Fig. 1. Various stages of platelet aggregation targeted by ticks. (a)Pre-activation inhibition of platelet aggregation involves either theremoval of the platelet agonist or occupation of the agonist receptorthereby preventing agonist binding and subsequent platelet activation.(b) Platelets may still be activated (as indicated by platelet shapechange), although aggregation is inhibited by targeting the fibrinogenreceptor. (c) Aggregated platelets can be disaggregated by removal offibrinogen from the fibrinogen receptor by competitive binding of anantagonist to the fibrinogen receptor. Proteolysis of fibrinogen can alsolead to platelet disaggregation. An outside–inside signal transductionevent can induce a conformation change in the fibrinogen receptor thatleads to release of fibrinogen. This can be accompanied by a reversibleplatelet shape change back to the original discoid form.

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Table 1Platelet aggregation inhibitors from ticks. An updated list adapted from Bowman et al. (1997). PrAI, PtAI and PAgI indicate pre-activation, post-activation and post-aggregation inhibition, respectively. ND is not determined

Species Compound Target Stage Mr (kDa) Reference

O. moubata Apyrase ADP PrAI NA Ribeiro et al. (1991)O. savignyi Apyrase ADP PrAI, PAgI 67 Mans et al. (1998a, b)O. moubata Moubatin Collagen receptor PrAI 17 Waxman and Connolly (1993)O. moubata TAI Collagen receptor PrAI 15 Karczewski et al. (1995)O. moubata Disagregin αIIbβ3 PtAI 6 Karczewski et al. (1994)O. savignyi Savignygrin αIIbβ3 PtAI, PAgI 7 Mans et al. (2002b)D. variabilis Variabilin αIIbβ3 PtAI 5 Wang et al. (1996)I. scapularis PGI2 PGI2-receptor PrAI ND Ribeiro et al. (1988)A. americanum PGD2 PGI2/D2-receptor PrAI ND Bowman et al. (1995)H. longicornis Longicornin Collagen receptor PrAI 16 Yuanguo et al. (1999)

the inhibitors can also occupy the agonist receptor, ther-eby preventing binding of agonist and subsequent acti-vation. Activation of platelets by collagen is preventedby moubatin, a collagen specific inhibitor identified inthe tick O. moubata, while tick adhesion inhibitor (TAI)inhibits the adhesion of platelets to matrix collagen(Waxman and Connolly, 1993; Karczewski et al., 1995).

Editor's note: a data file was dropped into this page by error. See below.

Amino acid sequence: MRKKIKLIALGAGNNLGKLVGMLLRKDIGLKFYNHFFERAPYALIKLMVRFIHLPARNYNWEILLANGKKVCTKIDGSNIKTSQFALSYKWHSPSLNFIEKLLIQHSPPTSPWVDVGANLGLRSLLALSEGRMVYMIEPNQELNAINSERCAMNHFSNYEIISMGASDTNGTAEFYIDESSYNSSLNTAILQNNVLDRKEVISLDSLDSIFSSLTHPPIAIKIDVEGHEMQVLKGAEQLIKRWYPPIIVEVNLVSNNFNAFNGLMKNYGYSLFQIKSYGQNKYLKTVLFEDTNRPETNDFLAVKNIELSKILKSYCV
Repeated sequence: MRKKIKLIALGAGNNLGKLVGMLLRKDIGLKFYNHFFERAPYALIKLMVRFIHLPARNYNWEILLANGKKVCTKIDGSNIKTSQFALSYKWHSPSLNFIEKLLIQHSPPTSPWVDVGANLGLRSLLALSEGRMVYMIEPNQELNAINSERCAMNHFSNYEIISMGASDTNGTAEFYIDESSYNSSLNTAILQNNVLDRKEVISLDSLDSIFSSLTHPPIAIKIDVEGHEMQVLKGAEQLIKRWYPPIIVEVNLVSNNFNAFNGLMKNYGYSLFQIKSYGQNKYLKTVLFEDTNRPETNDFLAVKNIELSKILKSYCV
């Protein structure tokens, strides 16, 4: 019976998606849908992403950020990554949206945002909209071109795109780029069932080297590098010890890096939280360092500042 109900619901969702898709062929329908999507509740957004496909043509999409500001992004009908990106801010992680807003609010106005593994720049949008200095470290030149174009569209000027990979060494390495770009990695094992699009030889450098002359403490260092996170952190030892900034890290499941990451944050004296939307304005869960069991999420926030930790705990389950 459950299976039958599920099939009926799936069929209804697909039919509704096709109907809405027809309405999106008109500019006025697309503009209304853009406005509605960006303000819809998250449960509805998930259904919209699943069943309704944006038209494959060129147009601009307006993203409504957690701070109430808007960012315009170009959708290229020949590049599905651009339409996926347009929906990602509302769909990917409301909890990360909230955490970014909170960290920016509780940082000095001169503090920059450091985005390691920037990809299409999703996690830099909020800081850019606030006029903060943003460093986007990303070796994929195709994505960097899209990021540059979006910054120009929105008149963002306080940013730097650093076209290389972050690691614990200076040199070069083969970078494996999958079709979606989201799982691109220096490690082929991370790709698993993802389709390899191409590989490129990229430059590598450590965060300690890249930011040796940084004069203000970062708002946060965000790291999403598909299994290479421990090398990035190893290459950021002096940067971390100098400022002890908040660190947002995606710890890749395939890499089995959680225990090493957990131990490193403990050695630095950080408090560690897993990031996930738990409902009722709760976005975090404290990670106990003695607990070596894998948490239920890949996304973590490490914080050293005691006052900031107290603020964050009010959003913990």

12. Post-activation inhibition (Pt-AI) of plateletaggregation

If platelets are activated, aggregation can still beinhibited by targeting the platelet fibrinogen receptor.Binding of fibrinogen to integrin αIIbβ3 is inhibited bythe RGD-containing inhibitors variabilin from the hardtick, D. variabilis, and savignygrin from the soft tick,O. savignyi, as well as the RGD lacking inhibitor, disag-regin from the soft tick O. moubata (Karczewski et al.,1994; Karczewski and Connolly, 1997; Wang et al.,1996; Mans et al., 2002b).

13. Post-aggregation inhibition (PAgI) of plateletaggregation

If inhibition of aggregation at pre- or post-activationlevel fails, aggregated platelets may still be disaggre-gated. The αIIbβ3 antagonists can displace fibrinogenfrom its receptor thereby allowing disaggregation (Manset al., 2002c). Apyrase disaggregates aggregated plate-lets, after platelet activation and degranulation, possiblyvia removal of ADP and a subsequent signal transduc-tion event that leads to a reversal of platelet shape, froma spherical to a discoid shape (Mans et al., 2000). Aggre-gated platelets can also be disaggregated by proteolysisof fibrinogen (Mahlaku et al., manuscript in preparation).Disaggregation of platelet aggregates is an importantback-up mechanism that ticks can use if first-line defense

mechanisms fail to inhibit platelet aggregation com-pletely.

14. Blood coagulation and its role in hemostasis